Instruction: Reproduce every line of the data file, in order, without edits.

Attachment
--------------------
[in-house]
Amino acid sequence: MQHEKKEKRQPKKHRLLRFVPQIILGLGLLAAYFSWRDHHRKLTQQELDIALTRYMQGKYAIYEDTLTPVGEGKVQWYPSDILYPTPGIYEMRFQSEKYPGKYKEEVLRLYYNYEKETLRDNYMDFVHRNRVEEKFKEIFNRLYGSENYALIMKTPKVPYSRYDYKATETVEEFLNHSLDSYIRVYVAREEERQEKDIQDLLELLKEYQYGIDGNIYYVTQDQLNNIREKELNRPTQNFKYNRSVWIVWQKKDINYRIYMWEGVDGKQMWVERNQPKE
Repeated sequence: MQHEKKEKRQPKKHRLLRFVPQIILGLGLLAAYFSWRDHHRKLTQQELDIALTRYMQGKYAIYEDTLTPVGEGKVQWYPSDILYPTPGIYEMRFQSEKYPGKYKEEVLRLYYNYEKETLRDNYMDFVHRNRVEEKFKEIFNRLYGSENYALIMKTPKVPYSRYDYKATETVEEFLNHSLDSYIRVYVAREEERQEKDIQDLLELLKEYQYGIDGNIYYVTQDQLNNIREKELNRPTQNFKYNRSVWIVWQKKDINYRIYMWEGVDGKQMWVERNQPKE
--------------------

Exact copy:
[in-house]
Amino acid sequence: MQHEKKEKRQPKKHRLLRFVPQIILGLGLLAAYFSWRDHHRKLTQQELDIALTRYMQGKYAIYEDTLTPVGEGKVQWYPSDILYPTPGIYEMRFQSEKYPGKYKEEVLRLYYNYEKETLRDNYMDFVHRNRVEEKFKEIFNRLYGSENYALIMKTPKVPYSRYDYKATETVEEFLNHSLDSYIRVYVAREEERQEKDIQDLLELLKEYQYGIDGNIYYVTQDQLNNIREKELNRPTQNFKYNRSVWIVWQKKDINYRIYMWEGVDGKQMWVERNQPKE
Repeated sequence: MQHEKKEKRQPKKHRLLRFVPQIILGLGLLAAYFSWRDHHRKLTQQELDIALTRYMQGKYAIYEDTLTPVGEGKVQWYPSDILYPTPGIYEMRFQSEKYPGKYKEEVLRLYYNYEKETLRDNYMDFVHRNRVEEKFKEIFNRLYGSENYALIMKTPKVPYSRYDYKATETVEEFLNHSLDSYIRVYVAREEERQEKDIQDLLELLKEYQYGIDGNIYYVTQDQLNNIREKELNRPTQNFKYNRSVWIVWQKKDINYRIYMWEGVDGKQMWVERNQPKE